- The Washington Times - Thursday, September 18, 2003

“The Fighting Temptations” has an amusing ring even if you’re not certain what the title is describing. The explanation emerges belatedly: it’s the nickname chosen for a church choir, representing the Beulah Baptist congregation from a small town in Georgia called Monte Carlo.

Recruited during episodes that are meant to bear a humorous resemblance to the way fighting men were assembled for battle in movies such as “The Magnificent Seven” and “The Dirty Dozen,” the Beulah voices seek recognition in an annual competition called The Gospel Explosion.

Despite this formal showcase for a melodic set of characters, the movie generates the lion’s share of its good will, melodic and otherwise, during the early song numbers. In fact, the heavenly sensation is overwhelming during a flashback prologue, which depicts a bygone Beulah choir rocking the foundations with “I’m Getting Ready,” sneakily augmented by gospel powerhouses Shirley Caesar and Ann Nesby, who turn out to be a visiting eminence and a ghost, respectively.

Although a mainstay of this particular choir, Miss Nesby’s Aunt Sally Walker influences most of the plot from the afterlife. She leaves a will that entrusts the choir’s revival in the present to a nephew named Darrin Hill. Played by Cuba Gooding Jr., he needs to be summoned from Manhattan — and a career as an unscrupulous advertising executive — in order to retrieve his roots and his honor.

The director, Jonathan Lynn, allows the curtain raiser with Rev. Caesar and Miss Nesby to make a sustained, resounding impact. It’s similarly gratifying a bit later when he’s willing to linger over a nightclub performance of the Peggy Lee standard ,”Fever,” by leading lady Beyonce Knowles as a reluctant Beulah castoff and single mom named Lilly. She has shifted her allegiance to secular blues since being bullied by the generation-straddling church tyrant Paulina Pritchett, formidably embodied by LaTanya Richardson (actress wife of Samuel L. Jackson), who unveils a dynamic and confident acting style.

The flashback material identifies Lilly and Darrin as childhood sweethearts. Lilly’s separation from the church is anticipated in the fate of Darrin’s mom, Maryann, played by Faith Evans. An unwed mom and a torch singer, she left the church and the town after offending the ever-intolerant Paulina. Pursuing a professional career, with young Darrin in tow, Maryann died relatively young somewhere along the nightclub circuit.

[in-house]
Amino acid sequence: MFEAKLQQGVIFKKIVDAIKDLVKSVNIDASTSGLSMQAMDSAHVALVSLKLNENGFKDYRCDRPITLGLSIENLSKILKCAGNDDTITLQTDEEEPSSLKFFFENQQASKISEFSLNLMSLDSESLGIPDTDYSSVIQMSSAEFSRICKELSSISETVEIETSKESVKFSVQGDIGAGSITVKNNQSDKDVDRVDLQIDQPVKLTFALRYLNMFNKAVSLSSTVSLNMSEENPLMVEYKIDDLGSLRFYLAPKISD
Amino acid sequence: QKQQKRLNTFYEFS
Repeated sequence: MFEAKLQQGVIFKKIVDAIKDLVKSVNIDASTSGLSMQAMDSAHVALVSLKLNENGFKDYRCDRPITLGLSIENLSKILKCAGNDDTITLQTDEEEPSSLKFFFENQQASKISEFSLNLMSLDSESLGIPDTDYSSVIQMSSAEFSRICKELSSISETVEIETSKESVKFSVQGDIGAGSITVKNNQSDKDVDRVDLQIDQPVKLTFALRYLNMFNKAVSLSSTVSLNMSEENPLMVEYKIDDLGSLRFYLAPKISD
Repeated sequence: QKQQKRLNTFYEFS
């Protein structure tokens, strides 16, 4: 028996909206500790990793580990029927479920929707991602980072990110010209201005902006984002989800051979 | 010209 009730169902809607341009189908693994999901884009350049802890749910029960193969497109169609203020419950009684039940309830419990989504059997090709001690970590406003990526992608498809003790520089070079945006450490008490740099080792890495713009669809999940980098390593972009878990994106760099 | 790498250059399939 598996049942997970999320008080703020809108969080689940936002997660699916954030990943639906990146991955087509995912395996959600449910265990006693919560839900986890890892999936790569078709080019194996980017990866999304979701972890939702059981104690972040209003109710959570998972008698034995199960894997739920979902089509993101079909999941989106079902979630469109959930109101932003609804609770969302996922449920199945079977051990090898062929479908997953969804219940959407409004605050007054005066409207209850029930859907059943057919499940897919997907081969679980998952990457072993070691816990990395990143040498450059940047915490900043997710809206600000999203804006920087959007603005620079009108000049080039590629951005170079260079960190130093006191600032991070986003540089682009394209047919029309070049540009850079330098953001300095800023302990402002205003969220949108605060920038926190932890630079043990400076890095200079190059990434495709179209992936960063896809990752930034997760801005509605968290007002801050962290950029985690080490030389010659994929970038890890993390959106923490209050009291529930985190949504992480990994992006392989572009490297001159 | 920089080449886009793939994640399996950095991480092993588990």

When the grown Darrin returns to his hometown, he rediscovers not only a former playmate in Lilly but also a melodic reincarnation of Maryann. The movie would probably be on sturdier ground if it concentrated on those affinities, content to bring both Darrin and Lilly back into the Beulah fold in order to wed the spiritual with the carnal and the devout with the pop.

Darrin’s need to make a clean breast of things echoes the professor Henry Hill deception from “The Music Man.” In addition to hiding a disgraceful episode in New York, he unwisely cons the Monte Carlo folks by posing as a music producer. The plot goes astray while compelling him to audition diverse and eccentric recruits from left field. A puzzling lunge, since the early prospects include such swell close-to-home specimens as Miss Knowles, Melba Moore as a skinny but clarion-voiced spinster called Bessie and Mike Epps as a cabbie named Lucius — weirdly underutilized despite a hilarious introductory harangue on the topic “Georgia booty.”

Before ballooning out of proportion and trying to become all things affirmative for all shades of joyful or admonitory singing, “The Fighting Temptations” has the makings of a uniquely appealing musical comedy. For a while you’re even foolish enough to imagine that the filmmakers feel so confident about their gospel performers that they’ll let them predominate.

That seems to be asking the impossible, but the highlights are worth savoring, along with the promise embodied in Beyonce Knowles. She doesn’t seem to be rushing anything or giving herself airs. She’s transposing proven vocal strengths to the screen while carefully measuring her impact as part of a genial acting ensemble.

With that approach she probably has more than a fighting chance to wear well as a movie headliner.


WHAT: “The Fighting Temptations”

RATING: PG-13 (Occasional profanity, comic vulgarity and sexual allusions)

CREDITS: Directed by Jonathan Lynn. Written by Elizabeth Hunter and Saladin K. Patterson. Cinematography by Alfonso Beato. Production Design by Victoria Paul. Costume Design by Mary Jane Fort and Tracey A. White. Original Score by Jimmy Jam, Terry Lewis and James Wright, with musical supervision by Spring Aspers. Choreography by Eartha D. Robinson and Shawnette Heard.

RUNNING TIME: 120 minutes


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